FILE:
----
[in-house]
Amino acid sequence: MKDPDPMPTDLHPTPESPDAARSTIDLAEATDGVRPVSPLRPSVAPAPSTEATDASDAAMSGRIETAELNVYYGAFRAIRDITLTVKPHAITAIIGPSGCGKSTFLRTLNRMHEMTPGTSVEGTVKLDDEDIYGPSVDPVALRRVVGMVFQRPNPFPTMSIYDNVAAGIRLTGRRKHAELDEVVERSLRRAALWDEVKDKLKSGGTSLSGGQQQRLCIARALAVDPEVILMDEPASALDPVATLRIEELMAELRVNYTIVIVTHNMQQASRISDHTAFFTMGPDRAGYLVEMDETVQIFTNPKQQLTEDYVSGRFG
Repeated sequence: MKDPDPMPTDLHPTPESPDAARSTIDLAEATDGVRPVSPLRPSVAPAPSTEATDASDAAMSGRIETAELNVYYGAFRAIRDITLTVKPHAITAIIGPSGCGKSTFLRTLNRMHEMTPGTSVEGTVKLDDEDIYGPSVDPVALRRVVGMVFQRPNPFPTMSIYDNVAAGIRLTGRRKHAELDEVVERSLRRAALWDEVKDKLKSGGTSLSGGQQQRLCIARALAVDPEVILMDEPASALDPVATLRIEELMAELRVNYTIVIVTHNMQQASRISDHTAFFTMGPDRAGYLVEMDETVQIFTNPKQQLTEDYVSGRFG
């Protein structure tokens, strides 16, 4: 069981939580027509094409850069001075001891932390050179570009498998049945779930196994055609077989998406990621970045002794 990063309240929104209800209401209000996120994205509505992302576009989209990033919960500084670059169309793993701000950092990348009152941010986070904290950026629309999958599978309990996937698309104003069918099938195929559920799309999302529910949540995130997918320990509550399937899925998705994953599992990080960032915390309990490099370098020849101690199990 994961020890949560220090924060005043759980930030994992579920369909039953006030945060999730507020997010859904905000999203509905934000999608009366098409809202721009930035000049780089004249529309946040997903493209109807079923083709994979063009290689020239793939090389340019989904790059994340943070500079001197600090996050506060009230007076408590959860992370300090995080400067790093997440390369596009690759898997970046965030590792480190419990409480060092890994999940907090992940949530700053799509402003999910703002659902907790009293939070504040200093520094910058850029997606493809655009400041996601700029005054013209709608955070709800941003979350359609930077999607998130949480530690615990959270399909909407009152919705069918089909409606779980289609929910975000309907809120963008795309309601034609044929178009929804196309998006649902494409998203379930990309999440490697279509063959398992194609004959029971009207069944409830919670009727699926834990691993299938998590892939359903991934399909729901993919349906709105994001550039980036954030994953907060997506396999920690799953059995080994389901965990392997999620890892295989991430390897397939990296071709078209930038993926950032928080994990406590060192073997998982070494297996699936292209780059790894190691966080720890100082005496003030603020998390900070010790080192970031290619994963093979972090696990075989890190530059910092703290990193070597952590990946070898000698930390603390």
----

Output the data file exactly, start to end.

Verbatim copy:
[in-house]
Amino acid sequence: MKDPDPMPTDLHPTPESPDAARSTIDLAEATDGVRPVSPLRPSVAPAPSTEATDASDAAMSGRIETAELNVYYGAFRAIRDITLTVKPHAITAIIGPSGCGKSTFLRTLNRMHEMTPGTSVEGTVKLDDEDIYGPSVDPVALRRVVGMVFQRPNPFPTMSIYDNVAAGIRLTGRRKHAELDEVVERSLRRAALWDEVKDKLKSGGTSLSGGQQQRLCIARALAVDPEVILMDEPASALDPVATLRIEELMAELRVNYTIVIVTHNMQQASRISDHTAFFTMGPDRAGYLVEMDETVQIFTNPKQQLTEDYVSGRFG
Repeated sequence: MKDPDPMPTDLHPTPESPDAARSTIDLAEATDGVRPVSPLRPSVAPAPSTEATDASDAAMSGRIETAELNVYYGAFRAIRDITLTVKPHAITAIIGPSGCGKSTFLRTLNRMHEMTPGTSVEGTVKLDDEDIYGPSVDPVALRRVVGMVFQRPNPFPTMSIYDNVAAGIRLTGRRKHAELDEVVERSLRRAALWDEVKDKLKSGGTSLSGGQQQRLCIARALAVDPEVILMDEPASALDPVATLRIEELMAELRVNYTIVIVTHNMQQASRISDHTAFFTMGPDRAGYLVEMDETVQIFTNPKQQLTEDYVSGRFG
């Protein structure tokens, strides 16, 4: 069981939580027509094409850069001075001891932390050179570009498998049945779930196994055609077989998406990621970045002794 990063309240929104209800209401209000996120994205509505992302576009989209990033919960500084670059169309793993701000950092990348009152941010986070904290950026629309999958599978309990996937698309104003069918099938195929559920799309999302529910949540995130997918320990509550399937899925998705994953599992990080960032915390309990490099370098020849101690199990 994961020890949560220090924060005043759980930030994992579920369909039953006030945060999730507020997010859904905000999203509905934000999608009366098409809202721009930035000049780089004249529309946040997903493209109807079923083709994979063009290689020239793939090389340019989904790059994340943070500079001197600090996050506060009230007076408590959860992370300090995080400067790093997440390369596009690759898997970046965030590792480190419990409480060092890994999940907090992940949530700053799509402003999910703002659902907790009293939070504040200093520094910058850029997606493809655009400041996601700029005054013209709608955070709800941003979350359609930077999607998130949480530690615990959270399909909407009152919705069918089909409606779980289609929910975000309907809120963008795309309601034609044929178009929804196309998006649902494409998203379930990309999440490697279509063959398992194609004959029971009207069944409830919670009727699926834990691993299938998590892939359903991934399909729901993919349906709105994001550039980036954030994953907060997506396999920690799953059995080994389901965990392997999620890892295989991430390897397939990296071709078209930038993926950032928080994990406590060192073997998982070494297996699936292209780059790894190691966080720890100082005496003030603020998390900070010790080192970031290619994963093979972090696990075989890190530059910092703290990193070597952590990946070898000698930390603390």